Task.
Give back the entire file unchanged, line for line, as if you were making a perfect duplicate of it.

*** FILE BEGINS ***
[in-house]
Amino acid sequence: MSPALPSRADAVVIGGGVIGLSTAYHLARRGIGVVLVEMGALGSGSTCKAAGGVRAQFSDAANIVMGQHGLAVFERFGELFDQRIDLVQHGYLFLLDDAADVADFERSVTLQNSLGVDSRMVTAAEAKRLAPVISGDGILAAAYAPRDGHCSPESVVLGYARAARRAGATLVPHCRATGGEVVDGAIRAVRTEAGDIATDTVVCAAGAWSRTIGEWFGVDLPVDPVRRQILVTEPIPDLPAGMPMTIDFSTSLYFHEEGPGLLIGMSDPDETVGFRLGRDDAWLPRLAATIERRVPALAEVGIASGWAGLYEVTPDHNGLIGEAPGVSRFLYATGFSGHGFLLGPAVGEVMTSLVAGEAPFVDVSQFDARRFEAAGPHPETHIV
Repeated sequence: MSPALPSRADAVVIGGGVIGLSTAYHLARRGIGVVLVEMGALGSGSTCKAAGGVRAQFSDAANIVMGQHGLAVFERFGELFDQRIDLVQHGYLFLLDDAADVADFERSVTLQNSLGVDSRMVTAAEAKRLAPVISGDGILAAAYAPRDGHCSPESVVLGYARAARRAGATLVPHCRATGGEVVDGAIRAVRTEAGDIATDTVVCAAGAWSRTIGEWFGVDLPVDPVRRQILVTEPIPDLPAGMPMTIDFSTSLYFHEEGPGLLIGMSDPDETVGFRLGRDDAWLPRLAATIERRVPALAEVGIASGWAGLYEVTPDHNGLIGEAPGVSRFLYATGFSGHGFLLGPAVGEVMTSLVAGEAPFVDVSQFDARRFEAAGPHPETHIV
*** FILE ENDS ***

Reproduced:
[in-house]
Amino acid sequence: MSPALPSRADAVVIGGGVIGLSTAYHLARRGIGVVLVEMGALGSGSTCKAAGGVRAQFSDAANIVMGQHGLAVFERFGELFDQRIDLVQHGYLFLLDDAADVADFERSVTLQNSLGVDSRMVTAAEAKRLAPVISGDGILAAAYAPRDGHCSPESVVLGYARAARRAGATLVPHCRATGGEVVDGAIRAVRTEAGDIATDTVVCAAGAWSRTIGEWFGVDLPVDPVRRQILVTEPIPDLPAGMPMTIDFSTSLYFHEEGPGLLIGMSDPDETVGFRLGRDDAWLPRLAATIERRVPALAEVGIASGWAGLYEVTPDHNGLIGEAPGVSRFLYATGFSGHGFLLGPAVGEVMTSLVAGEAPFVDVSQFDARRFEAAGPHPETHIV
Repeated sequence: MSPALPSRADAVVIGGGVIGLSTAYHLARRGIGVVLVEMGALGSGSTCKAAGGVRAQFSDAANIVMGQHGLAVFERFGELFDQRIDLVQHGYLFLLDDAADVADFERSVTLQNSLGVDSRMVTAAEAKRLAPVISGDGILAAAYAPRDGHCSPESVVLGYARAARRAGATLVPHCRATGGEVVDGAIRAVRTEAGDIATDTVVCAAGAWSRTIGEWFGVDLPVDPVRRQILVTEPIPDLPAGMPMTIDFSTSLYFHEEGPGLLIGMSDPDETVGFRLGRDDAWLPRLAATIERRVPALAEVGIASGWAGLYEVTPDHNGLIGEAPGVSRFLYATGFSGHGFLLGPAVGEVMTSLVAGEAPFVDVSQFDARRFEAAGPHPETHIV